One of these evolving sub-disciplines is synthetic biology. Synthetic biology utilizes the power of genome modification and protein synthesis to create new systems in cells that can change the functionality of the cell. Scientometric analysis by Paul Oldham, a British analyst, reveals the development and divergence of synthetic biology with respect to terms used in the Web of Science, an international data and publication repository. The term synthetic biology is mentioned for the first time by a French scientist in 1912 but then remains dormant until the early 2000s, and not until 2007 are there many citations in the field (Leduc, 1912; Oldham, Hall, & Burton, 2012; Zeleny & Hufford, 1992). Even with the increase in citations in synthetic biology, in 2007 there are just over 200 articles, significantly fewer than other developing fields such as nanotechnology. The analysis also shows the global nature of the discipline, with researchers scattered across the globe (Oldham et al., 2012). However, with the development of data repositories, increased research interest, and standardization, synthetic biology is developing many characteristics of a big science (Borgman, 2015; Endy, 2005). As such it forms a crucial case-study in evolving data methods in an emerging science.

The overall objective of synthetic biology is the engineering of complex biological systems which create novel cell functions such as protein synthesis (Osbourn, O’Maille, Rosser, & Lindsey, 2012; Shetty, Endy, & Jr, 2008). The approach of synthetic biologists typically proceeds by inserting and synthesizing new DNA into a cell to encode a protein with a novel function. The complexities of engineering new molecules with unique functions raise a variety of issues both from biological and engineering standpoints. The storage and dissemination of the data behind these synthetic approaches parts has, as each discipline does, its own challenges and motivations behind the development of open science.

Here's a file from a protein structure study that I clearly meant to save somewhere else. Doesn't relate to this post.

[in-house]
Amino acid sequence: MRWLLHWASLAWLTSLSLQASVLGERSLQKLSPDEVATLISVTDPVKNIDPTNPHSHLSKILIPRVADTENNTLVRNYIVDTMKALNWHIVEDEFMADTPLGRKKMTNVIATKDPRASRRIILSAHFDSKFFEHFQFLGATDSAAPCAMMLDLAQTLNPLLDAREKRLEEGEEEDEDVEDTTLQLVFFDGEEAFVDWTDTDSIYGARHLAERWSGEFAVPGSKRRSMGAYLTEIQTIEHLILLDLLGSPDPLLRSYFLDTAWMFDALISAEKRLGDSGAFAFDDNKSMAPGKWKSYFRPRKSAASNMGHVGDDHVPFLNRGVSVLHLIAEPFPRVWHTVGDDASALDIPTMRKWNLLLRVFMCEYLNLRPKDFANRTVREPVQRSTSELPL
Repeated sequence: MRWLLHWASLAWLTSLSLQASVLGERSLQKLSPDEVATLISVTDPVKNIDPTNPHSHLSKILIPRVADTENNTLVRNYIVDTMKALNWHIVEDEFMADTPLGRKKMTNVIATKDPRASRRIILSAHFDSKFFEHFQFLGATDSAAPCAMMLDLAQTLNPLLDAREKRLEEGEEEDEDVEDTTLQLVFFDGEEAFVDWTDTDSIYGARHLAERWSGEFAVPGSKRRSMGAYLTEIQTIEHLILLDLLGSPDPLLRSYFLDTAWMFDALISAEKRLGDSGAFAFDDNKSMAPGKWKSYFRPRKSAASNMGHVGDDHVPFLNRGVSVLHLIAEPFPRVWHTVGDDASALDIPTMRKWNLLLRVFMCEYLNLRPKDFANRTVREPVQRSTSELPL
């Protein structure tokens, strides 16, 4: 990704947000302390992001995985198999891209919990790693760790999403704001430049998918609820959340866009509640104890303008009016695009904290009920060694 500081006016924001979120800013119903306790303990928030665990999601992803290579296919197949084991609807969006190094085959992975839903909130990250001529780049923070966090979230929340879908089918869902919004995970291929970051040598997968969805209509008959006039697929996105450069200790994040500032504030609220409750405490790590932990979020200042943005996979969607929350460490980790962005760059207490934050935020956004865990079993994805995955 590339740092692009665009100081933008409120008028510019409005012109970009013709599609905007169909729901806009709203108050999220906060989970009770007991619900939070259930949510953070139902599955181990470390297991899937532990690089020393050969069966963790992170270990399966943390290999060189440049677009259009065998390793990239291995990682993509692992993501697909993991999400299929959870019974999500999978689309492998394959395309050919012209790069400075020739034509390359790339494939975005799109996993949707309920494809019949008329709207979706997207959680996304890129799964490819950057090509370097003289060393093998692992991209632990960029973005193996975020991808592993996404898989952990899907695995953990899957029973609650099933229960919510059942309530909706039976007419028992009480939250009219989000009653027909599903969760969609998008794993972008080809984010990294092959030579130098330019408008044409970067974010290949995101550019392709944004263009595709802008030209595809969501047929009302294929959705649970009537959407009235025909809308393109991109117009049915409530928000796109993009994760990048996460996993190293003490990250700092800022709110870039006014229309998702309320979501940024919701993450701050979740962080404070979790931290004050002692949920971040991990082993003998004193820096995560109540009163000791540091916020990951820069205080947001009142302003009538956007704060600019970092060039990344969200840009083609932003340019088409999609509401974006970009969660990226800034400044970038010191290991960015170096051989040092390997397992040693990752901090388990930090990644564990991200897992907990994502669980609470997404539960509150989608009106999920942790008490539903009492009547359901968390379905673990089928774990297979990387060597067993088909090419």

As an example of open-data developments, there is a nascent data repository in synthetic biology called the Registry of Standard Biological Parts ("Registry") that was initially developed by researchers at M.I.T. and others to store the elements that make up complex systems in synthetic biology (Baker et al., 2006). The initial step of the creation of a data repository is significant in the development of an open science (Borgman, 2015). Submissions to this repository initiate the expectation of standardization for data which, with the concerns iof reproducibility in science, will motivate sound scientific practices.

Synthetic biology is founded on the conceptual framework of distinct biological parts which are “bricks” that can be assembled into functioning biological systems. As a discipline, the ultimate goal is the assembly of these biological parts into complex, engineered systems (Purnick & Weiss, 2009). This standardization of individual blocks provides engineers with reliable blocks with standard function so that they can fabricate these systems without the concern of having malfunctioning “bricks”. It has been proposed that these bricks should undergo systematic testing, like other non-biological engineered systems (Canton, Labno, & Endy, 2008). Testing would validate individual “bricks” and their attributes, and allow engineers to reliably predict function of larger, composite, system. These assembled items (or “BioBricks”) are beginning to be accumulated into the previously mentioned Registry library (Shetty et al., 2008).

iGEM Case Study

Oldham’s indication of the increasing size of the discipline of synthetic biology indicates the importance of instilling good research practices and capabilities, of openness and collaboration. This is especially helpful to young researchers as they become the researchers of the future. This “nurturing role” is evident in the Registry which provides a basis for an annual competition called the International Genetically Engineered Machine (iGEM). This competition invites undergraduates from around the world to build and develop these systems from the standard biological parts as well as contribute to the growing database of parts. The official iGEM website explains the competition as: